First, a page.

Complementary and Alternative Medicine

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Complementary and Alternative Medicine2017-11-18T23:23:36+00:00

Complementary and alternative medicine

alternative medicine image from New Medical Terms

Complementary and alternative medicine herbs and such

Also known as non-traditional or non-Western medicine, complementary and alternative medicine (CAM) doesn’t interface well with mainstream medicine. This reflects the widely disparate backgrounds and training of the practitioners of each.

At one end of the spectrum are physicians and scientists: we are duty bound to manage patients in the safest and most effective way possible, based on studies which may have included 10,000 or more patients, resulting in the most current data, which is often reduced to guidelines; this is known as evidence-based practice. The “creative” practice of medicine–e.g., off-label use of drugs, dismissing the impact of adverse effects, and ignoring contraindications increase the risk of poor outcomes, allegations of negligence and malpractice and lawsuits. Each of us who puts the letters MD (DO or equivalent in other countries) after our names, has invested a decade or more into medical school, residency and fellowship(s); practicing outside the lines set by our professional colleges risks losing what we’ve worked for. 


At the other end of the spectrum* are often well-intentioned CAM practitioners with degrees (or life experience) in naturopathy, acupuncture, Ayurvedic care, chiropractic, traditional Chinese medicine, homeopathy, and other fields of alternative health, or those who have impressive-looking certificates from Internet U. Enthusiasm does not spell validity nor sincerity science.

*Somewhere between the two ends, one should place (1) physicians (MDs, DOs) who primarily practice mainstream medicine, but resort to CAM therapies, such as probiotics (e.g., fecal therapy) and acupuncture, when nothing else works for a particular patient with a certain condition, and (2) Quacks and charlatans who take advantage of desperate patients for whom conventional therapy, in particular, for Stage 4 cancer or very advanced AIDS has failed. 

alternative medicine food image from New Medical Terms

Alternative (heathy) food

Studies designed to verify or refute CAM methods and therapies have two key problems:

Cost The latest estimate (2014) of the cost of bringing a new drug entity to market is $2.6 billion. Whilst many of the herbs and natural products have been in use for hundreds of years and thus might be allowed to skirt some of the FDA requirements for trialing a natural agent, they would still need to be standardised and jump the same hoops (phase 1, phase 2, phase 3 and post-marketing/phase 4 studies) as required of new chemical (drug) entities seeking FDA approval for marketing. The funding for such research reflects the expectation that regulatory approval will be followed by a cash flow based on patent exclusivity, which natural products are unlikely to obtain. 

Size of the cohort Phase 3 trials have 300 to 3,000 patients with highly specific inclusion criteria. It would be very difficult to find enough CAM providers capable of stringently selecting patients for such a study. My experience with CAM providers is that they’re too touchy-feely to be rigorous in their selection of patients to include or exclude in a clinical trial.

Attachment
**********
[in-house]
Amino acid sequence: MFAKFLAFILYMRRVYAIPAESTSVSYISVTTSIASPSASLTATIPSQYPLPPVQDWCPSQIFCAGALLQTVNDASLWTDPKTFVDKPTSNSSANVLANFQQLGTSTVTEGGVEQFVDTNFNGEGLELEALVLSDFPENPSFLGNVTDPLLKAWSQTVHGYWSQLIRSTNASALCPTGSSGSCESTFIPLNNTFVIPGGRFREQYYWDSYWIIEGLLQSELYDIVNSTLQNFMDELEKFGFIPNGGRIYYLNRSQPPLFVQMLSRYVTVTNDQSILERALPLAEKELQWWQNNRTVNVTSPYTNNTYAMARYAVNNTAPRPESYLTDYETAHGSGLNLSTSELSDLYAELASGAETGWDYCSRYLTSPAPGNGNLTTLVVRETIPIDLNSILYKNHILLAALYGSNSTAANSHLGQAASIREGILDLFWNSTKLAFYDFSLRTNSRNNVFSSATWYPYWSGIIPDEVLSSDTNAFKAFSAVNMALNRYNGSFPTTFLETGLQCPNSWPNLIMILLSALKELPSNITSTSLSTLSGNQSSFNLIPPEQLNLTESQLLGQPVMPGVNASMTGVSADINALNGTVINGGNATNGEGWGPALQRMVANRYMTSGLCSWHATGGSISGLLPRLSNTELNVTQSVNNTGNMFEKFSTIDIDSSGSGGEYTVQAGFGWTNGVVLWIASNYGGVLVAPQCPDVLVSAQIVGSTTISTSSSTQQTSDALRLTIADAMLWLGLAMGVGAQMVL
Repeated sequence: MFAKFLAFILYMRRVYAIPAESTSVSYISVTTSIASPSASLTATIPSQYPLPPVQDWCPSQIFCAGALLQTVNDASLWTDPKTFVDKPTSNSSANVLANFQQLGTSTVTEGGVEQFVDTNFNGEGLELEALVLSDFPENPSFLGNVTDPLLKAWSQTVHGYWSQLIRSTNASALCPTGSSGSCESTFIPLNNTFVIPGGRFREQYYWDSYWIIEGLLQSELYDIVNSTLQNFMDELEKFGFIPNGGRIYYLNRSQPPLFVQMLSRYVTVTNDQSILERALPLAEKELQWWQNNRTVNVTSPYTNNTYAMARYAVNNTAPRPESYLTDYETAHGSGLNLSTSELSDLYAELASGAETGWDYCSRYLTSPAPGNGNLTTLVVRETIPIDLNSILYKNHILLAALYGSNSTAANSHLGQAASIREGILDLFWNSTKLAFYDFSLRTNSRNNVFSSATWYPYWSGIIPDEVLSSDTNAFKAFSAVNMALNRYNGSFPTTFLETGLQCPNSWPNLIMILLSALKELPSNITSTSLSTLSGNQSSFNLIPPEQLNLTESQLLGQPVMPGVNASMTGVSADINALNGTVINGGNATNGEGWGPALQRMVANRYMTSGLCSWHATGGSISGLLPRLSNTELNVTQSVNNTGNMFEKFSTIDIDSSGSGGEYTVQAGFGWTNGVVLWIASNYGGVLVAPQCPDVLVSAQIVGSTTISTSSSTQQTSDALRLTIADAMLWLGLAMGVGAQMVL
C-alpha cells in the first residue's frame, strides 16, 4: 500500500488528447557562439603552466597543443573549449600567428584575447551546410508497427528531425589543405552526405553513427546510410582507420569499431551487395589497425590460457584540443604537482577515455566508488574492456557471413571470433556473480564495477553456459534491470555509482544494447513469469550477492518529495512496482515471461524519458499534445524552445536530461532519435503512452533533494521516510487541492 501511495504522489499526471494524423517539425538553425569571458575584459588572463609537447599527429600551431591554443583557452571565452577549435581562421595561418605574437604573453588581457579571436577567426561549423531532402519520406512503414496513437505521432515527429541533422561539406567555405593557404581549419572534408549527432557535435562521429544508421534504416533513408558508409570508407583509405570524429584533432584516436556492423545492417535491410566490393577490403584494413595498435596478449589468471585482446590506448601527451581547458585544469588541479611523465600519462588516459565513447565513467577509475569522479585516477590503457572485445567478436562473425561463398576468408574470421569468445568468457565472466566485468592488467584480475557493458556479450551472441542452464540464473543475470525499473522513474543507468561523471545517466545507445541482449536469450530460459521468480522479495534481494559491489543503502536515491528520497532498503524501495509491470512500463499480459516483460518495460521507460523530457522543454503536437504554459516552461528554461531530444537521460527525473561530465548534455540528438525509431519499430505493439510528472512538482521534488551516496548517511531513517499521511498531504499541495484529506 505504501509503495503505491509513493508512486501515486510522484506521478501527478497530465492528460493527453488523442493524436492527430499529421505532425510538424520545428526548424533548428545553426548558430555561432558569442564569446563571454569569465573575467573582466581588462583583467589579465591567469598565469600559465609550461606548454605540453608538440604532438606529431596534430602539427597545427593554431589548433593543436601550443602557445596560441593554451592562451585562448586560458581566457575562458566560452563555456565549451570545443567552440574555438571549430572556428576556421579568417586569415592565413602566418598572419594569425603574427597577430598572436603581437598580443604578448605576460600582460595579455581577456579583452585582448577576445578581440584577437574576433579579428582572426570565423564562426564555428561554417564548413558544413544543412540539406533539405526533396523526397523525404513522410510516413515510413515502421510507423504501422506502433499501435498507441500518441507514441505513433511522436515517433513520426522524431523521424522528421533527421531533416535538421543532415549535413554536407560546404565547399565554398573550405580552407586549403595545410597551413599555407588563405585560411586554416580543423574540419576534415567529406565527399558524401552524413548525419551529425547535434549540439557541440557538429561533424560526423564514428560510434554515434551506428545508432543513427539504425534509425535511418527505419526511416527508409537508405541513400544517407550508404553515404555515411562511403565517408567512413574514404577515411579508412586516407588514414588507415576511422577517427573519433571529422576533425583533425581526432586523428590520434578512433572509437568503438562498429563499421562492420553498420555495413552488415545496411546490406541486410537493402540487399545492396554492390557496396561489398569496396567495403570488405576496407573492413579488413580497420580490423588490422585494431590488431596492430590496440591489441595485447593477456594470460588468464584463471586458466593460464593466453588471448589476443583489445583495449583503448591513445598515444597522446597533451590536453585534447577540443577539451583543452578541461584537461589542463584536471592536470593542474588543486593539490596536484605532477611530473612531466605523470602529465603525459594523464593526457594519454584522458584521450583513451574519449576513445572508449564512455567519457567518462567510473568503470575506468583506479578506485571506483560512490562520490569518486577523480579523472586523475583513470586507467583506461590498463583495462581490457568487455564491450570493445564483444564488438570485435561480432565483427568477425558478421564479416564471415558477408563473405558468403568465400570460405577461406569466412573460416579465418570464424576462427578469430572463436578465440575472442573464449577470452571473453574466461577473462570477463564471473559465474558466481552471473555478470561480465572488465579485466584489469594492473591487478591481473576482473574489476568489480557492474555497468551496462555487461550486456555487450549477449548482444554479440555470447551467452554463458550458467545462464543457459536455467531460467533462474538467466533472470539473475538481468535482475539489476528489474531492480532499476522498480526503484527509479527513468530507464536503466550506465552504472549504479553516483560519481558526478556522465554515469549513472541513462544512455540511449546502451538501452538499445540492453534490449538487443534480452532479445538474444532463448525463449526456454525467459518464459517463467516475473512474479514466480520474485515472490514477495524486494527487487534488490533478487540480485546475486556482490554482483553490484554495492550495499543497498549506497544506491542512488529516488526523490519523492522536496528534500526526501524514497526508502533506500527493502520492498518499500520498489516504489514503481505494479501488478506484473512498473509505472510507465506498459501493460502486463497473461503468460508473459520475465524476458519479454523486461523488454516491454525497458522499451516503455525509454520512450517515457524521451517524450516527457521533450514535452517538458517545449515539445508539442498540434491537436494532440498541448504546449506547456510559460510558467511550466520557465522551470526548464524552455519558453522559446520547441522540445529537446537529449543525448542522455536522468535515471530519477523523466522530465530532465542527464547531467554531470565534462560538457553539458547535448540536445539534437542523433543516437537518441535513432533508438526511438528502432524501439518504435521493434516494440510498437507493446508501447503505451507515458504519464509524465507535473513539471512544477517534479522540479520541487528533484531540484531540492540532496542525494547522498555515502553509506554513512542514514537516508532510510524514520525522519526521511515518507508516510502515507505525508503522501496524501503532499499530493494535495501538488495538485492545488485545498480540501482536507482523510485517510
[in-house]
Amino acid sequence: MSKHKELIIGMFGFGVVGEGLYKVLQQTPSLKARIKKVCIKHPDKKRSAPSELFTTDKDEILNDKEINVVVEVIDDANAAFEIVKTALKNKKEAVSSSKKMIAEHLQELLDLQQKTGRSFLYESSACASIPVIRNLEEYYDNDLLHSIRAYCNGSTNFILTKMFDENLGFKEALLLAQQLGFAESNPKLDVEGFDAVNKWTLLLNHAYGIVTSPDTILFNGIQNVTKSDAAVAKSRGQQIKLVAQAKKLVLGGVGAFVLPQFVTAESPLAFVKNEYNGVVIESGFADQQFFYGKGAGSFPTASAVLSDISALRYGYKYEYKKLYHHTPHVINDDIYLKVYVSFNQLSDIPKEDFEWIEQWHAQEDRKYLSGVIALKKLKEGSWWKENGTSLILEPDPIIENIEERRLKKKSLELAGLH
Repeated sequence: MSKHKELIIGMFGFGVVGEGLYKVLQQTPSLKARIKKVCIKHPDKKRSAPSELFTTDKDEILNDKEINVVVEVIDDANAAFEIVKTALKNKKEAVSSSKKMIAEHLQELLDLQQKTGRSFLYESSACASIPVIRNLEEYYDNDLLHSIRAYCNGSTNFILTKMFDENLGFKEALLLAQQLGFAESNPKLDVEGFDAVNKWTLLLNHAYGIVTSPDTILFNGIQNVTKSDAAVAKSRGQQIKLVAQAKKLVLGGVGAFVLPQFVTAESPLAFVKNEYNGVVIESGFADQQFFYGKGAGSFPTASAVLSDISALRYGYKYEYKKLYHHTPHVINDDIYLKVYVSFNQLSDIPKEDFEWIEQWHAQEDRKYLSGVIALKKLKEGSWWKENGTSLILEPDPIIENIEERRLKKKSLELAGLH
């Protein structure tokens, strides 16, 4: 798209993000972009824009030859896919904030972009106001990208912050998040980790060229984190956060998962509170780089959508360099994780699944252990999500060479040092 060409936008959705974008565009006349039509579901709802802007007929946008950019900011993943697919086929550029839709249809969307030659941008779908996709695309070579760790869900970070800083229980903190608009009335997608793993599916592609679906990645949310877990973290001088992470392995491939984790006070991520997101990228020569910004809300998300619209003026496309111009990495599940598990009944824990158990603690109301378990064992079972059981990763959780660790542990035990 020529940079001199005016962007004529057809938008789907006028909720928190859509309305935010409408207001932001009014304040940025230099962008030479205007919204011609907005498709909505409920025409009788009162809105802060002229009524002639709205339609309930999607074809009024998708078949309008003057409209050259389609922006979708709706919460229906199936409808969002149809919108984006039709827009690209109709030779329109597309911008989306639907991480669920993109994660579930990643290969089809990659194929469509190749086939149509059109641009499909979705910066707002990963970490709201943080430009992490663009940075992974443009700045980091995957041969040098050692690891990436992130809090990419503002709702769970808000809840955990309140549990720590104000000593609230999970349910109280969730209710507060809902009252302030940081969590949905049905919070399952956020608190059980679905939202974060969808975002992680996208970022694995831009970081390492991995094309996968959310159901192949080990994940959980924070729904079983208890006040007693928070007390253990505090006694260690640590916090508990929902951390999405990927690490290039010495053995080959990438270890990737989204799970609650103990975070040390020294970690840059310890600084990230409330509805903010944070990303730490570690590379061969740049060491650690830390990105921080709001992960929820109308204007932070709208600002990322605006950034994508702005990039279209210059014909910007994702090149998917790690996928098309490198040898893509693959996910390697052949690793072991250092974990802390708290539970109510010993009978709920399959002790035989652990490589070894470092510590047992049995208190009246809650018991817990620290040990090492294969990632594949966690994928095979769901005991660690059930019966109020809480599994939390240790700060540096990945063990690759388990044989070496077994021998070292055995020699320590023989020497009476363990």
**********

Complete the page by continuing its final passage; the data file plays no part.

This is not to say that CAM providers are completely wrong; misguided, perhaps; Pollyanna-esque, certainly, but not without some reason. If we use the term CAM loosely and refer specifically to disease prevention through the adoption of a healthy lifestyle, Mediterranean or Asian diet, alcohol and fats in moderation, and regular exercise, then CAM is spot on. Harvard Medical School’s Heartbeat, an online publication gushingly asserts that regular vigorous exercise reduces the risk of hypertension, diabetes, stroke, some forms of cancer and the risk of heart disease, as effectively as medications.* 

*On a personal note, I run 3 miles/4.8 km every other day at 6-7 miles/9.6-11 km/hour, do a few sit-up and a 50+ pushups. My serum glucose is normal, my blood pressure is 130/80 (I’m 65) and have a heart rate of 40 to 45; obviously I don’t know if I’ll get cancer or stroke out tomorrow, but as the Harvard e-zine suggests, I take no meds. 

As long as one follows a healthy lifestyle and has no physical complaints, most CAM is harmless. But once a dread disease–by which most of us mean cancer or AIDS–is identified, none of the CAM modalities and therapies are more effective than mainstream medicine…most are worse. Miraculous cures have been described in the Catholic church. The medical name for this phenomenon is spontaneous regression of cancer, which occurs in 1:60,000 to 1:100,000 cancers. The few cases of “cures” brought about by CAM may correspond to this hen’s tooth rarity. Steve McQueen–the so-called King of Cool died of mesothelioma in 1980, after having multiple alternative (“quack”) therapies, which probably shortened his life. Steve Jobs, of Apple, chose to follow a fruit-based diet after his diagnosis of an endocrine tumour of the pancreas, delaying the definitive treatment, a Whipple procedure, by nearly a year, making the surgeries that followed, including a liver transplant, palliative rather than curative.